May 19, 2013, 8:00 AM EST
Memphis: 56-26, fifth seed in the West
San Antonio: 58-24, second seed in the West
Memphis: Beat the Clippers 4-2 in the first round. Beat the Thunder 4-1 in the second round.
San Antonio: Beat the Lakers 4-0 in the first round. Beat the Warriors 4-2 in the second round.
The teams split the four games with two wins apiece, although both are very different now. In the first three matchups the Grizzlies started Rudy Gay, and in the final meeting, the Spurs started Stephen Jackson and played him 35 minutes. Neither players are with their respective teams anymore, with Gay being traded in late January and Jackson being waived in mid-April.
OFFENSE/DEFENSE RANKINGS (points per 100 possession) – PLAYOFFS ONLY
Memphis: Offense 104.4 (5th in the postseason), Defense 99.9 (6th in the postseason)
San Antonio: Offense 107.0 (2nd in the postseason), Defense 96.2 (3rd in the postseason)
THREE KEYS TO THE SERIES:
Point guard matchup: It’s not an understatement to say that the team that gets the better of its point guard matchup is likely to win the series. That’s because both Tony Parker and Mike Conley are extremely vital to what each team does offensively. While Parker often takes on the role of a primary scorer in the current iteration of the Spurs, his dribble penetration and overall performance is what makes his team’s offense go. Parker is averaging 22.4 points, 4.1 rebounds, and 6.3 assists in the postseason.
As important as Parker is, Conley is even more critical in setting up his team’s offense. That’s because Memphis doesn’t have the range of guys who can create their own looks that the Spurs do, and the Grizzlies’ offense has been known to stall for extended stretches even during their impressive postseason run. Conley’s improved play over the second half of the season has carried into the playoffs, and he’ll need to continue to perform at a very high level for his team to succeed.
Battle of the bigs: From a matchup perspective, Memphis would appear to to have the upper hand here — not only in terms the total amount of skill shared between Marc Gasol and Zach Randolph versus that of Tim Duncan and Tiago Splitter, but also in terms of sheer bulk. Memphis has the physical size to punish teams both in the paint and on the glass, so it will be crucial for the Spurs’ big men to be in strong position defensively early in possessions to keep Randolph from establishing deep post position. Gasol spends more time at the high post than on the low block, where he’s an excellent facilitator of the Grizzlies offense.
Scoring: Offense will be at a premium in this series. Not only do we have two of the more defensively-focused teams going at it, but each has excellent individual defenders as well as players who have strong basketball IQs and can fit seamlessly into their respective team’s defensive scheme.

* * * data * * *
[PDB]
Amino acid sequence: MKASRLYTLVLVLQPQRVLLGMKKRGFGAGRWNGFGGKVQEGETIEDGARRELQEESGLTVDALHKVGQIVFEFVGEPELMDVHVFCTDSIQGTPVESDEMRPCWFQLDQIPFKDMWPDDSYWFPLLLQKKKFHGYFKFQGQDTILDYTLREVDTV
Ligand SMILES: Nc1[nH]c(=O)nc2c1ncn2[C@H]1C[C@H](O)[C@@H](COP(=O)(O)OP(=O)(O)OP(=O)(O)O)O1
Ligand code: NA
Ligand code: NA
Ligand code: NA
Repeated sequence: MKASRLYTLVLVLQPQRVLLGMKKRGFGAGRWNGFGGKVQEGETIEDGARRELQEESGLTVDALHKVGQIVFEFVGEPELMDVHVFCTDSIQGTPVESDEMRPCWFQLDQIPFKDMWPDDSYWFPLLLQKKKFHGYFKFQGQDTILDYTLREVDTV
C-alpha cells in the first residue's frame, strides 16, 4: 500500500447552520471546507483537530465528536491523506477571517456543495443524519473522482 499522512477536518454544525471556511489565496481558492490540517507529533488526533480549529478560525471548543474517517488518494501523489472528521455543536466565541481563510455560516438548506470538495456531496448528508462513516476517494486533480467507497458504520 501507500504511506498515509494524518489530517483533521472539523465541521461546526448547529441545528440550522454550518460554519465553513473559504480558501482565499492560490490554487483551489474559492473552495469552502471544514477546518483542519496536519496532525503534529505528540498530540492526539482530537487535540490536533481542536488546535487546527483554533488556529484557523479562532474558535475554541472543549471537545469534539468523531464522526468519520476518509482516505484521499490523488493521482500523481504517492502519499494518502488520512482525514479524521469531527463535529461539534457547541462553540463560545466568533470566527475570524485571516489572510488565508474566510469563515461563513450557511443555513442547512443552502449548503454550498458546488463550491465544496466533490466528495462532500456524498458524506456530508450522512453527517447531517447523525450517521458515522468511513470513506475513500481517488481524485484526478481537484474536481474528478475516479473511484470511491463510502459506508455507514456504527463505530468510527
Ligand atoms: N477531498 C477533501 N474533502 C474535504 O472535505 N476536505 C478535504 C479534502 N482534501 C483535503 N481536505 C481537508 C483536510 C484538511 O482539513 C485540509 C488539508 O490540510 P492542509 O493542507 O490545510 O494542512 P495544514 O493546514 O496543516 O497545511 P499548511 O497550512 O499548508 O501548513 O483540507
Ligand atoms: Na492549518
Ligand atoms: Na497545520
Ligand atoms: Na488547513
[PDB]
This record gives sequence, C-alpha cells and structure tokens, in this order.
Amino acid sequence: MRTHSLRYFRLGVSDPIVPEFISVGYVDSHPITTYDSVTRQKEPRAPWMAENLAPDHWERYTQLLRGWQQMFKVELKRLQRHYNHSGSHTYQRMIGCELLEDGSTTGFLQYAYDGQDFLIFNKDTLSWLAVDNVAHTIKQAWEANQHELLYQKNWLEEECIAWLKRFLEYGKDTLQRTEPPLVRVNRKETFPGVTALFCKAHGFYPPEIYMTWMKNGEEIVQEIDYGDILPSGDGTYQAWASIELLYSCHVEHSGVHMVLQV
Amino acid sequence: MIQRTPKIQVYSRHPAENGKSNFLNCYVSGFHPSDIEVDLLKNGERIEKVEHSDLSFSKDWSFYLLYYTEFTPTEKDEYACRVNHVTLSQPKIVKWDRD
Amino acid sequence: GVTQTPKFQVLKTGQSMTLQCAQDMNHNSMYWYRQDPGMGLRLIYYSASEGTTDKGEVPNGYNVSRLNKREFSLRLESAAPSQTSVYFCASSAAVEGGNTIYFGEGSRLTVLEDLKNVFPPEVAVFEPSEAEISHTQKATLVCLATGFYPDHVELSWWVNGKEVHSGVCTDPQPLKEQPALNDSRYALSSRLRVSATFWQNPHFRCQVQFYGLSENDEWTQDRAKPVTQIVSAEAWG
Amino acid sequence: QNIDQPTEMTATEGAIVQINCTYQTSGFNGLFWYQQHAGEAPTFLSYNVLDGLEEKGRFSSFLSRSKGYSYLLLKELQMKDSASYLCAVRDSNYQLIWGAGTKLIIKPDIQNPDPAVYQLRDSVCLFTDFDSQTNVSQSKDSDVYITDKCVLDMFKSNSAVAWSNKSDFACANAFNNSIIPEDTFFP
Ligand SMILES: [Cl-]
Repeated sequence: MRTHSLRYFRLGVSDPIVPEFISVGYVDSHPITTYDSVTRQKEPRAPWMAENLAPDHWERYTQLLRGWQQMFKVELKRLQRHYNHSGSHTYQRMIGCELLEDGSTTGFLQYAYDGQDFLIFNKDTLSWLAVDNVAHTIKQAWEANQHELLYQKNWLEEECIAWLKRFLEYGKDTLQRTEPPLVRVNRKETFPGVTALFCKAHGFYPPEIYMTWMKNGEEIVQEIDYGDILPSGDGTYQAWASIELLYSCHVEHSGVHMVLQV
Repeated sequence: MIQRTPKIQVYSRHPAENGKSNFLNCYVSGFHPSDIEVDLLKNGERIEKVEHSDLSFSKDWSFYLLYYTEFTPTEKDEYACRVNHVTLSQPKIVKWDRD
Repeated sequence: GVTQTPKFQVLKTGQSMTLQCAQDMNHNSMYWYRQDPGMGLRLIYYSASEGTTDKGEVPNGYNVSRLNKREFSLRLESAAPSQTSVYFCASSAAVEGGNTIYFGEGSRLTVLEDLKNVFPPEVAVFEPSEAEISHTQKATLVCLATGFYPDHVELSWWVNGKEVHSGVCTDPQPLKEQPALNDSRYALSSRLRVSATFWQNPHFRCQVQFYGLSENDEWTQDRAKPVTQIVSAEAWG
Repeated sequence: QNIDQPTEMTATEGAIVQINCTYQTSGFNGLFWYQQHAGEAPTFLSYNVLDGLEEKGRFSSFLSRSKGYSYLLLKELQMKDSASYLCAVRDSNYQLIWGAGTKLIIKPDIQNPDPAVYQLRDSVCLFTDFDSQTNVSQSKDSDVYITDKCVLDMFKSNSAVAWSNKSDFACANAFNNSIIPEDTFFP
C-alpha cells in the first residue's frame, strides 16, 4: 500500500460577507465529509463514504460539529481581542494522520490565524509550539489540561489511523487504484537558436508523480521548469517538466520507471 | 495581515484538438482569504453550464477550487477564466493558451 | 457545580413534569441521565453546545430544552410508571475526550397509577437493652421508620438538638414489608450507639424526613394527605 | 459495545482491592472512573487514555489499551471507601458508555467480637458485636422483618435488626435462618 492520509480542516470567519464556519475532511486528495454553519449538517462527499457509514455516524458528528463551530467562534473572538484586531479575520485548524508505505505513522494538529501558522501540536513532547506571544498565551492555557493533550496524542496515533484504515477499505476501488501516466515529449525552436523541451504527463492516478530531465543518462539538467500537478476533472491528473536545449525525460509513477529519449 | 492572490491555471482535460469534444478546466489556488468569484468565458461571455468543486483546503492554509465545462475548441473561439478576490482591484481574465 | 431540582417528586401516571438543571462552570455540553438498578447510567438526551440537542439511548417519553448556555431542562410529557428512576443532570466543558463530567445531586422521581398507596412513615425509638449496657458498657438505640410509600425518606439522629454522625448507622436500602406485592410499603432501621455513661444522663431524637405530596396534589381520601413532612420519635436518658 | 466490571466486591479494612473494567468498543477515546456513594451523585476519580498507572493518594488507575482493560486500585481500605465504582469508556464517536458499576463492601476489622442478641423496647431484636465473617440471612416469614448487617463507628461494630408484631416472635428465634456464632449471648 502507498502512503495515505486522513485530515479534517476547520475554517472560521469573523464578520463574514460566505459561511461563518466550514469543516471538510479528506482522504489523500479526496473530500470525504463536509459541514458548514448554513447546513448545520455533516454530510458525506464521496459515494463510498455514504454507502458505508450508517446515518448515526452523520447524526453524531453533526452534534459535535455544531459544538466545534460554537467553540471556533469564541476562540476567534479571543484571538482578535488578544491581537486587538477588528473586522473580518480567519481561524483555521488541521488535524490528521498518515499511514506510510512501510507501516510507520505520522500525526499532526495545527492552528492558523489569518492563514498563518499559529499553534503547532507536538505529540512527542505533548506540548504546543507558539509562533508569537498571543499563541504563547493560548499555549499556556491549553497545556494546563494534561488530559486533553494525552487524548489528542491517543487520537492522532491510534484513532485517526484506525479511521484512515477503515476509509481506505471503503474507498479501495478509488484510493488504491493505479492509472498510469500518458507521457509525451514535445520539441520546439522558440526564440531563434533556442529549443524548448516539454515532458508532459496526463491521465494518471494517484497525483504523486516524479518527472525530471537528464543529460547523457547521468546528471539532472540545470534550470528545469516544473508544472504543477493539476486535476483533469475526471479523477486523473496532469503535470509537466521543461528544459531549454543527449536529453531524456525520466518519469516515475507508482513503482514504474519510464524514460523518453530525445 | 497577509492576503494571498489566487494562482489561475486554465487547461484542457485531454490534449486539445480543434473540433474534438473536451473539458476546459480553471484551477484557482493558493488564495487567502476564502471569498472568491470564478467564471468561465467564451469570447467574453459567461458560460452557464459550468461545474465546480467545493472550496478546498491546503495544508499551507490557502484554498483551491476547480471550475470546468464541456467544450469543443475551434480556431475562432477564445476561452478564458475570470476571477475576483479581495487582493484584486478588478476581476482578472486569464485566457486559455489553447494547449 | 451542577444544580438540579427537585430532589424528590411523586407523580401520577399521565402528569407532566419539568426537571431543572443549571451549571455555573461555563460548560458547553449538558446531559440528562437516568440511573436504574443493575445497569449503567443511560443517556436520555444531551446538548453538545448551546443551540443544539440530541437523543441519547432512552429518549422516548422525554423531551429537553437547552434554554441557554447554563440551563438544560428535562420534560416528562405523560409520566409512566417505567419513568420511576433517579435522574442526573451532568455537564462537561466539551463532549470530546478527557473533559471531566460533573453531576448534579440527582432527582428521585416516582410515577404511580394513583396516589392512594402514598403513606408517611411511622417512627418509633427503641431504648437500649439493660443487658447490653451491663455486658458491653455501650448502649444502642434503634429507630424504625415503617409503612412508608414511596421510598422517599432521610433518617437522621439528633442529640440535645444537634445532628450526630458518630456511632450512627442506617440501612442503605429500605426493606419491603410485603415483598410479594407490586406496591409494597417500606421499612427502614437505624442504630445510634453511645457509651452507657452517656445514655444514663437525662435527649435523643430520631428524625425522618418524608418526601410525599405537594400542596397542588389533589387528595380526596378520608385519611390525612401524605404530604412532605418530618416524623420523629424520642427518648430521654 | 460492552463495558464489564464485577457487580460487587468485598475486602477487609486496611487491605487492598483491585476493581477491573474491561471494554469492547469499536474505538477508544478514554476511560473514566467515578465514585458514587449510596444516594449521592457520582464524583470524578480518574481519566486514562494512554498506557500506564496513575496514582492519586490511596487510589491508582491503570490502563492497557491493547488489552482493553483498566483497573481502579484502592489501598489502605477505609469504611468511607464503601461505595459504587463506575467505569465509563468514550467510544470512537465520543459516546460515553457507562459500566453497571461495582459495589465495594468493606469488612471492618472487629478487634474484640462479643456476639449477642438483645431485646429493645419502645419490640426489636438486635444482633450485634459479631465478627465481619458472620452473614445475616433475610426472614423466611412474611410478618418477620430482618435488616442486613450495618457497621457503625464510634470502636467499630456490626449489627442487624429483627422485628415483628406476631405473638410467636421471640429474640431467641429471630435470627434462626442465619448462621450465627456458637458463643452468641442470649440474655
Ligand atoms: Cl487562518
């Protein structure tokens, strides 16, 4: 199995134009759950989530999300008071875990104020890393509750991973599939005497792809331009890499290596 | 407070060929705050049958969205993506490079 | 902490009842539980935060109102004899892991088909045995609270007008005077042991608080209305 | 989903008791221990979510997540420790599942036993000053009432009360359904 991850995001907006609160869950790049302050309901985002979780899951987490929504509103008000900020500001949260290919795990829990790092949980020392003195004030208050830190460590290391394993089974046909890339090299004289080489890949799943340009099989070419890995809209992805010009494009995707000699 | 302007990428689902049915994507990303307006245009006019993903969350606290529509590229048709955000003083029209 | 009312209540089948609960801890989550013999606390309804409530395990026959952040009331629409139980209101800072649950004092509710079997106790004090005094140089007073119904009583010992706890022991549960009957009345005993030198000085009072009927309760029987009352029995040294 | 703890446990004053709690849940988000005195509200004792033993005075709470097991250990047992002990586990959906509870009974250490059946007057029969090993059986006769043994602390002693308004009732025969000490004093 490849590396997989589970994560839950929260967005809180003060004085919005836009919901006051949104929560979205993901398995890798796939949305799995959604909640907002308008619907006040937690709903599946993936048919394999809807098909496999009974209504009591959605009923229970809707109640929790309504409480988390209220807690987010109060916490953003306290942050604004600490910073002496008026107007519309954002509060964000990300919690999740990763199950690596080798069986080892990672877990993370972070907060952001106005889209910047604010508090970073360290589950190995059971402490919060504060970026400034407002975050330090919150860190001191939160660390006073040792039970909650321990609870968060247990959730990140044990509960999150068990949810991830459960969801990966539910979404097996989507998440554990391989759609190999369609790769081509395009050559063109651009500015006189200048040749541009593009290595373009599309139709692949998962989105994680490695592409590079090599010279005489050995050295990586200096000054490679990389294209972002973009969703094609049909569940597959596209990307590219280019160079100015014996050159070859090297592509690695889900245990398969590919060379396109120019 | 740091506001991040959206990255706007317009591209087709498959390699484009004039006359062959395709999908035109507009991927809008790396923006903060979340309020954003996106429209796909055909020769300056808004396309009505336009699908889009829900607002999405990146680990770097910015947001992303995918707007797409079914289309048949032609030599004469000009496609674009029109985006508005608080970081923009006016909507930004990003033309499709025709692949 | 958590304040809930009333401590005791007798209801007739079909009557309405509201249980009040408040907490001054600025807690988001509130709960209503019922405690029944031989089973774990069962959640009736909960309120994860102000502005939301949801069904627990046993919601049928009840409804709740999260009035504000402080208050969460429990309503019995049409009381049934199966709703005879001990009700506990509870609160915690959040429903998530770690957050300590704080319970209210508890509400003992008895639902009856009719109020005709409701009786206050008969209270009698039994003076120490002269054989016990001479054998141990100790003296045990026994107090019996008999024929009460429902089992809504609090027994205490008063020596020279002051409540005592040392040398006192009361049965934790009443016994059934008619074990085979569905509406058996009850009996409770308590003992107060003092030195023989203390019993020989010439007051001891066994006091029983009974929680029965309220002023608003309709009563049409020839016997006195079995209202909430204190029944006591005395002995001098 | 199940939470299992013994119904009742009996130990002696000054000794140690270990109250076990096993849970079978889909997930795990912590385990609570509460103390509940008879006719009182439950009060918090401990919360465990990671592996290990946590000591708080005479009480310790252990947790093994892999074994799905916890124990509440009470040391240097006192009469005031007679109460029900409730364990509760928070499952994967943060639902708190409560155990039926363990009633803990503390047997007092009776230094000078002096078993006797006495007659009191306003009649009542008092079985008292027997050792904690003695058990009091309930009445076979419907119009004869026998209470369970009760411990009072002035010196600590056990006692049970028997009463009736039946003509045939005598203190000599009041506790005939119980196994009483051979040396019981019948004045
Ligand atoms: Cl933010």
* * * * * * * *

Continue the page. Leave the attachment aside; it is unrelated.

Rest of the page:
The balance of the Spurs and their ability to get contributions from multiple players on this end of the floor should be the difference in this series. Parker’s ability to consistently knock down mid-range jumpers will be huge for San Antonio, as will his effectiveness in getting into the lane to create for drive-and-kick opportunities for his teammates. The Grizzlies have largely gotten by in these playoffs by scoring just enough. If the Memphis defense has more trouble slowing the Spurs offensive attack than it had versus its opponents in the first two rounds, that might not be good enough this time.
While the Grizzlies have accomplished a lot in the first two rounds of the playoffs and were impressive at times on the way to the Conference Finals, let’s look at the reality of that last series against the Thunder. OKC was playing without Russell Westbrook, and was thrown into complete disarray in trying to replace what he brings to the table for them offensively. And still, all of those games were extremely close, and could have gone either way in the final minutes.
Expect the Spurs to be much more cohesive as a unit in playing their brand of system basketball than the Thunder were, and expect Memphis to have more difficulty in slowing San Antonio offensively because of it. In a series where both teams can defend, San Antonio should have a much easier time slowing the Grizzlies than the other way around, and it might result in this matchup not being as close as many foresee.
Spurs in 6.
- Mike D’Antoni: Chances “pretty good” Kobe plays Sunday 0
- Report: Rockets stepping up efforts to move Omer Asik 6
- Rumor: Carmelo Anthony recruiting Rajon Rondo to come to New York in 2015 7
- Report: Heat shopping Joel Anthony, seeking depth behind Wade 14
- LeBron not wearing new LeBron 11s, Nike “redefining” shoe for him 11
- LeBron says Wade is “getting that Kobe deal” in next contract. Should he? (64)
- Michael Beasley finding a role, groove in Miami (43)
- The Extra Pass: Our awards at the quarter pole, plus Monday recaps (42)
- Dwight Howard frustrated with Rockets’ effort in recent losses (40)
- Kobe Bryant dunks, looks good in Lakers practice; Friday return possible (38)